"The capacitance effect of your hand destabilizing a regenerative receiver is hereby nicknamed the "Zuster Buitenhuis Effect". And here's the story why."



AA4Q


 
RE: Zuster Buitehuis-Effect  
by K5END on August 23, 2012 Mail this to a friend!
K8QV, you nailed it and said it well.

73

 
RE: Zuster Buitehuis-Effect  
by W5GNB on August 23, 2012 Mail this to a friend!
Yea!! I read it as
"Without CW, it's just CB"

Very interesting and Criptic article.... THANKS for the challenge of interpretation.... HIHI....
 
RE: Zuster Buitehuis-Effect  
by W4KVU on August 23, 2012 Mail this to a friend!
"Without CW, it's just CB"
Bingo
 
Zuster Buitehuis-Effect  
by KF4LVC on August 23, 2012 Mail this to a friend!
Very interesting article! It makes me think that this could have been how the theremin was first conceived.
 
Zuster Buitehuis-Effect  
by TTOMAS59 on August 23, 2012 Mail this to a friend!
lets have a food fight
 
Zuster Buitehuis-Effect  
by N1DVJ on August 23, 2012 Mail this to a friend!
"otherwise I declare that you are not a real radio amateur and I refuse permission to read any further"

Sounds like a lid to me...
 
RE: Zuster Buitehuis-Effect  
by NX6C on August 23, 2012 Mail this to a friend!
Wisdom handed out for free. Excellent!
I particularly like the;
"
... otherwise I declare that you are not a real radio amateur and I refuse permission to read any further.
So you are a CW guy or you are dishonest. Practice learns that give you the same rights, That is the basis of present-day economy, taxes and what have you.
"
Thank You!
Ted
NX6C

 
RE: Zuster Buitehuis-Effect  
by N8CMQ on August 23, 2012 Mail this to a friend!
Depends on your age/experience level.
It reminds me of when I was a young boy, and the adults would say I would understand when I got older...
 
Zuster Buitehuis-Effect  
by AI7RR on August 23, 2012 Mail this to a friend!
Live long and prosper, Frans.

73, Roger
 
Zuster Buitehuis-Effect  
by VE8NX on August 23, 2012 Mail this to a friend!
So, what's the dutch word for "troll"?

 
RE: Zuster Buitehuis-Effect  
by PA5MW on August 24, 2012 Mail this to a friend!
it is: "respectloze canadees"
 
Zuster Buitehuis-Effect  
by KB4QAA on August 24, 2012 Mail this to a friend!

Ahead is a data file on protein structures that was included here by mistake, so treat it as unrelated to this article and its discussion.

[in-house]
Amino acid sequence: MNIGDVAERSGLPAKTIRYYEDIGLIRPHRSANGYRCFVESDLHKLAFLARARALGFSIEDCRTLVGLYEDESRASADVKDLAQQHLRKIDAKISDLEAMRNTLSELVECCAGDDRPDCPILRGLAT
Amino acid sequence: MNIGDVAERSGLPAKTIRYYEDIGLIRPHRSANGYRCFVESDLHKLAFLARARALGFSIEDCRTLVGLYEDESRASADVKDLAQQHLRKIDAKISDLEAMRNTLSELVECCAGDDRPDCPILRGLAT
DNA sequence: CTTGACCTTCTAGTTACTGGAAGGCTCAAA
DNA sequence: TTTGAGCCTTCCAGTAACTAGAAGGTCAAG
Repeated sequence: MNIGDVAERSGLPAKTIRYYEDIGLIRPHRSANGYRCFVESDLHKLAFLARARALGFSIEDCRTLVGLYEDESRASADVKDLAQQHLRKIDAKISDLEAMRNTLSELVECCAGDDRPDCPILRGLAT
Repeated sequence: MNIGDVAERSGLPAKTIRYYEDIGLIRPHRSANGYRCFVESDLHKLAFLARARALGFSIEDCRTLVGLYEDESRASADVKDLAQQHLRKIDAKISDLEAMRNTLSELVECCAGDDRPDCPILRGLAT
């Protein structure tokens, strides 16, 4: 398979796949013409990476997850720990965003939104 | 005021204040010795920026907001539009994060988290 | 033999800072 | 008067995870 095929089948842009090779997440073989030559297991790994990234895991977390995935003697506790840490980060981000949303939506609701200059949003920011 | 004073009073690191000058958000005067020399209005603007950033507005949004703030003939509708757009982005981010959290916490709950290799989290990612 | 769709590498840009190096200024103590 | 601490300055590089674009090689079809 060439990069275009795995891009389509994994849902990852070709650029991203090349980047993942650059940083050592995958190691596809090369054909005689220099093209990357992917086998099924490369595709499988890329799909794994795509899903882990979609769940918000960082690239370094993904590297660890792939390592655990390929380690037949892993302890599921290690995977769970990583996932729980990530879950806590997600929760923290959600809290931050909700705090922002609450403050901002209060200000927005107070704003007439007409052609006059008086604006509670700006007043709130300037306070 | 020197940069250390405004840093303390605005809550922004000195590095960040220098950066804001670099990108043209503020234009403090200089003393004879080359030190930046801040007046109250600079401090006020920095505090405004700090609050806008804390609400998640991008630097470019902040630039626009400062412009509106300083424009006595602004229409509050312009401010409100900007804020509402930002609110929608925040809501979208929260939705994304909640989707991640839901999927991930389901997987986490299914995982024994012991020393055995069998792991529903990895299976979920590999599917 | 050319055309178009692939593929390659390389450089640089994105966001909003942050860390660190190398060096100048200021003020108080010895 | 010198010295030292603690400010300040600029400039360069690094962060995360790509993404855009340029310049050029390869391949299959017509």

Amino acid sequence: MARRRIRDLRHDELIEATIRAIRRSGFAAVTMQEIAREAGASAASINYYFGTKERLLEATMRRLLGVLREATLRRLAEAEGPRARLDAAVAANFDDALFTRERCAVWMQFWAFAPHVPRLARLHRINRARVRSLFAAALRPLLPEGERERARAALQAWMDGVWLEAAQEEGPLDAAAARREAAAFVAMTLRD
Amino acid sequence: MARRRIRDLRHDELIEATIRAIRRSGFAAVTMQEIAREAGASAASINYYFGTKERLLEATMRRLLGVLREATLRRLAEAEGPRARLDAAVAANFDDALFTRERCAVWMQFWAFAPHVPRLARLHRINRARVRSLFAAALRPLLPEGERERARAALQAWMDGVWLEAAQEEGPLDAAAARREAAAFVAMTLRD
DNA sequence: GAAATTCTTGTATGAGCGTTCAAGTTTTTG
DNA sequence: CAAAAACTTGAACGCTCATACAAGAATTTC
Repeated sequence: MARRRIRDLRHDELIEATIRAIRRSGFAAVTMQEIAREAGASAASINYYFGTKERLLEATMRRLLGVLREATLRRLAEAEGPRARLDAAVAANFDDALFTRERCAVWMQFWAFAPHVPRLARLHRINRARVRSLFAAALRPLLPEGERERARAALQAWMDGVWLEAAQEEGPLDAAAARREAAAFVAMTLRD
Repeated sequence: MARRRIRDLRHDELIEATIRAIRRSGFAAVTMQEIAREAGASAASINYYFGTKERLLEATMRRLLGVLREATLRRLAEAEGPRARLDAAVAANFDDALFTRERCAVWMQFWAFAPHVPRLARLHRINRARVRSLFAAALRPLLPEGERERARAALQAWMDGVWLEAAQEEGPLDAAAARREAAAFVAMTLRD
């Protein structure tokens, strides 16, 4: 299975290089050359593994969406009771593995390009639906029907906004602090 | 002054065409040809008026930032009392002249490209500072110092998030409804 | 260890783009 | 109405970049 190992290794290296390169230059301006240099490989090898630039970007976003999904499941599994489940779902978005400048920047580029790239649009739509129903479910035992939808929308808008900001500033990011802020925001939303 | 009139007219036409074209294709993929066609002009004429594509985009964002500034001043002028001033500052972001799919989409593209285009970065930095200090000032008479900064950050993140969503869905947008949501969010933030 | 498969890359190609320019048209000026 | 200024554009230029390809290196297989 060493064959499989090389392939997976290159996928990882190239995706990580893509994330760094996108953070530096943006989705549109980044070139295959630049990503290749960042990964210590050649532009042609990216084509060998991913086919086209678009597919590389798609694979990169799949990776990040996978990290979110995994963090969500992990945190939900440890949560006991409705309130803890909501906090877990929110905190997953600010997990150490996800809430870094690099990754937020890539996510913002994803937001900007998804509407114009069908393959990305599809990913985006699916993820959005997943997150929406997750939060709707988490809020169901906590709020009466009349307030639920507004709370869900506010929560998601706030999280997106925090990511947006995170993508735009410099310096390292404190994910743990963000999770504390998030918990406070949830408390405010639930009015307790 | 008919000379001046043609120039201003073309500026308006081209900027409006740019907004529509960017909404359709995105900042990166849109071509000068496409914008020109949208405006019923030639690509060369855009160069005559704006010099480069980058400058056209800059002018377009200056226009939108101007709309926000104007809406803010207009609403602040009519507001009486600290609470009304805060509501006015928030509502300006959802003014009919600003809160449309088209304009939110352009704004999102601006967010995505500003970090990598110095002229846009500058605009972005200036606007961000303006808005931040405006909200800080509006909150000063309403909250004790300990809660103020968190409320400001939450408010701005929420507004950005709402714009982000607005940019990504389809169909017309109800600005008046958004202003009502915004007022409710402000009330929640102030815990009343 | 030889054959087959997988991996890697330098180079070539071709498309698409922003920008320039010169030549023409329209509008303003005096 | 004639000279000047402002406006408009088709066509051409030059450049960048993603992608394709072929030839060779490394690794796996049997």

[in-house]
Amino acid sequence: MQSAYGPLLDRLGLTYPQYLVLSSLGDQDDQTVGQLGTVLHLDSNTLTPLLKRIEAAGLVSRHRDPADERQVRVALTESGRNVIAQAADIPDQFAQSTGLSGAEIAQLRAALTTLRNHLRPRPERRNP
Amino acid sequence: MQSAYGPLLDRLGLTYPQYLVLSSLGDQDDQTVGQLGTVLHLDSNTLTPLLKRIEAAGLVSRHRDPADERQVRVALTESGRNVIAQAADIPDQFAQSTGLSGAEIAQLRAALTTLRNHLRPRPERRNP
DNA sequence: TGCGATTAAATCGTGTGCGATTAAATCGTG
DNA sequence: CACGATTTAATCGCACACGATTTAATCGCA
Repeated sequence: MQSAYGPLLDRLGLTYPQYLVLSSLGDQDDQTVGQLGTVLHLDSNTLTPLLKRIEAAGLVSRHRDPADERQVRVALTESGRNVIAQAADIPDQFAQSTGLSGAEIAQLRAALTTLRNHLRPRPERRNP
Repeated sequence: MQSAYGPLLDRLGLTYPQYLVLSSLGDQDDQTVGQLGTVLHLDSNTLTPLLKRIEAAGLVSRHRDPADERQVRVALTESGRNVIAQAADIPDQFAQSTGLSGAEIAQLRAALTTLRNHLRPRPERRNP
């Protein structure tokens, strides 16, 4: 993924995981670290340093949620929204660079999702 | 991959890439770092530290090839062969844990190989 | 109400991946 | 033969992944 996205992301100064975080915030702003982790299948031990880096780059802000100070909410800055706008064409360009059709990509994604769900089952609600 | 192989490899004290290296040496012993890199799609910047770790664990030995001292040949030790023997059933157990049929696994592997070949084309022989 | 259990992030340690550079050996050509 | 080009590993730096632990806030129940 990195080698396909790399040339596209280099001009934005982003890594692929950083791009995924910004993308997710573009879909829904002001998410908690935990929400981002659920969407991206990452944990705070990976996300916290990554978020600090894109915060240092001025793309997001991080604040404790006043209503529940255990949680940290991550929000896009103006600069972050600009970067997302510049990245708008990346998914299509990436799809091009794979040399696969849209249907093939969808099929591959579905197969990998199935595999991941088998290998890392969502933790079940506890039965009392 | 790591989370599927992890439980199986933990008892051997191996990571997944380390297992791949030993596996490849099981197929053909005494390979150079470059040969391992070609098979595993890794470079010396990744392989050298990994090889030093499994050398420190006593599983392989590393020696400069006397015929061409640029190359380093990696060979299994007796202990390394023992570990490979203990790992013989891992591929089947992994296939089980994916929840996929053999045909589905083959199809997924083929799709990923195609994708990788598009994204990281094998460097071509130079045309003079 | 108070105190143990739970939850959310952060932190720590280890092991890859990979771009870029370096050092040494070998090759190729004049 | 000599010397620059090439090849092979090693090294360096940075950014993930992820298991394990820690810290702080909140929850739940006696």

Thanks Frans, it's nice to hear the perspectives and history from other countries! Bill
 
Zuster Buitehuis-Effect  
by K9CTB on August 24, 2012 Mail this to a friend!
I love it when the codeless extras come out of the woodwork because they think someone took a swipe at 'em.

Personally, I think taking the code and written exams in front of an FCC examiner is the only *real* way to become a ham. I say that because I had to do it.

I think an honest General ticket, as earned by the above method is far more valid than any codeless multiple-choice extra "test" that you get all the answers to from a $10.00 book, anyway ;-p

73,
k9ctb
 
RE: Zuster Buitehuis-Effect  
by N1DVJ on August 24, 2012 Mail this to a friend!
Well, I'm not a codeless extra, but I'll still say the guys a lid.

And for your info, over my ham career, or whatever you want to call it, I've had 4 Swans that have seen NOTHING but straight key inserted into the things. Ok, ONE of them I DID plug in a mic just to see if it worked, but I never worked a contact with it.

Ham radio is changing. CW is a neat mode that can be a lot of fun, but it's past it's time, and it's role as a necessary skill is long gone.

Don't malign CW, but don't worship at the alter of a god that is long gone...

If you want to brag, show me some technical skill, not that you can shake your wrist in front of someone at a specific speed.
 
Zuster Buitenhuis-Effect  
by PA0LPS on August 24, 2012 Mail this to a friend!
Nice article, describing an aspect of radio history that is not generally known.
FYI, a PA0-prefix indicates that Frans obtained his license before 1975.
 
Zuster Buitehuis-Effect  
by N1KDO on August 24, 2012 Mail this to a friend!